Veciana was involved in the importation of narcotics to the United States. The attempted assassination of Antonio Veciana could have been drug-related, or it could have been a warning from individuals intent on protecting the CIA. Veciana's $253,000 cash payment and his arrest for cocaine trafficking and money laundering were related as was the attempt on his life. Veciana felt the CIA should have intervened and prevented his imprisonment. Gaeton Fonzi interviewed Veciana at a time when he was especially embittered with the CIA, two weeks after leaving the Federal Penitentiary in Atlanta, after serving 27 months on a narcotics conspiracy conviction, so he told Fonzi about BISHOP and OSWALD.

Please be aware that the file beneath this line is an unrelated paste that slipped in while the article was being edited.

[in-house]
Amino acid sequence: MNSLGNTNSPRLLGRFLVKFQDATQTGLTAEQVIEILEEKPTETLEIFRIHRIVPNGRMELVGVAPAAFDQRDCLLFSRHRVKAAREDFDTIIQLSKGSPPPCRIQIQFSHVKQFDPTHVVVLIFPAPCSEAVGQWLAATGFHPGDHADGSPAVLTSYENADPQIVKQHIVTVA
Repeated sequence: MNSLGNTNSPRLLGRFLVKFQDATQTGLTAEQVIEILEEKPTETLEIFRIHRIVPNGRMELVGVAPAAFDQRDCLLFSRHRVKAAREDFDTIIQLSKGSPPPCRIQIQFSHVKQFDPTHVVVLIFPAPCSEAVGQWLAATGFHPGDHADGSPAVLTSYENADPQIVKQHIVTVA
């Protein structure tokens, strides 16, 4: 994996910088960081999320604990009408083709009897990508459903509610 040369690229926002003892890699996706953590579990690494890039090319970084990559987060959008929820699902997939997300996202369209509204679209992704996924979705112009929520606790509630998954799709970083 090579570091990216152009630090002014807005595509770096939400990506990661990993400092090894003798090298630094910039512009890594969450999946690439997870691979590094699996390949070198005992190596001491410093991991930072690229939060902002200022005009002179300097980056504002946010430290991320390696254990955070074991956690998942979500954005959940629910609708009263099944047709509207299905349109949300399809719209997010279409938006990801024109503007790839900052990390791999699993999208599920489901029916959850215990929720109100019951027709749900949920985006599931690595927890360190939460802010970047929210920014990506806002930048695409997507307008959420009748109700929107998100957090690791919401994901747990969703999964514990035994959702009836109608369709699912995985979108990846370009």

HEMMING told this researcher: "BISHOP is BISHOP, and about four other people. PHILLIPS was one of them. Obviously Antonio Veciana wasn't supposed to show up at that building at that fucking time. You don't allow assets to see one another by themselves. And you sure as hell don't let assets see you with somebody else. That was a major fuckup. Antonio Veciana relied on me to keep his fucking ass alive in the 1970's. I saved his life twice. We were real close. Me and Veciana get on real fucking good. He's alive because of me. He risked his life coming forward and he got shot for it. OSWALD went to the meeting with BISHOP to see Mr. HUNT. Mr. HUNT was going to have him do some stuff."